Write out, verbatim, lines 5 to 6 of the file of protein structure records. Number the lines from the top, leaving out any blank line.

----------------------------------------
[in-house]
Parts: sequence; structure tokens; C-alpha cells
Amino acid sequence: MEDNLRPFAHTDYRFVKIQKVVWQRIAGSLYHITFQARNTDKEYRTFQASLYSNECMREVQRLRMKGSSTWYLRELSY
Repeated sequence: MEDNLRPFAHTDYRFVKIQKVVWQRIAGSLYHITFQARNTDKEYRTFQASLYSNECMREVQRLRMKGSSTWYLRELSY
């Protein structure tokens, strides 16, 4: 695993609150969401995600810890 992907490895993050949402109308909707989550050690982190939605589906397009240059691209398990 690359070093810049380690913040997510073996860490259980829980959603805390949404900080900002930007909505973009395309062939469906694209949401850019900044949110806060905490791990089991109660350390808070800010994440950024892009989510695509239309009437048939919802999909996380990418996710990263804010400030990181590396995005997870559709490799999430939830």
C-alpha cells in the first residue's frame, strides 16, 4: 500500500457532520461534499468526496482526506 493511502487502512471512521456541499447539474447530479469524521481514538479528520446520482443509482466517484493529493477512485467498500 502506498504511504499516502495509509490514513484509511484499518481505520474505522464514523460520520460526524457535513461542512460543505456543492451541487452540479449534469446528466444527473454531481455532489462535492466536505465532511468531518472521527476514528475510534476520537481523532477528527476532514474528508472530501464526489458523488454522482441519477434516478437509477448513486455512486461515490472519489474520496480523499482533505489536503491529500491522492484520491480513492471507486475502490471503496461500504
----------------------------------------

């Protein structure tokens, strides 16, 4: 695993609150969401995600810890 992907490895993050949402109308909707989550050690982190939605589906397009240059691209398990 690359070093810049380690913040997510073996860490259980829980959603805390949404900080900002930007909505973009395309062939469906694209949401850019900044949110806060905490791990089991109660350390808070800010994440950024892009989510695509239309009437048939919802999909996380990418996710990263804010400030990181590396995005997870559709490799999430939830």
C-alpha cells in the first residue's frame, strides 16, 4: 500500500457532520461534499468526496482526506 493511502487502512471512521456541499447539474447530479469524521481514538479528520446520482443509482466517484493529493477512485467498500 502506498504511504499516502495509509490514513484509511484499518481505520474505522464514523460520520460526524457535513461542512460543505456543492451541487452540479449534469446528466444527473454531481455532489462535492466536505465532511468531518472521527476514528475510534476520537481523532477528527476532514474528508472530501464526489458523488454522482441519477434516478437509477448513486455512486461515490472519489474520496480523499482533505489536503491529500491522492484520491480513492471507486475502490471503496461500504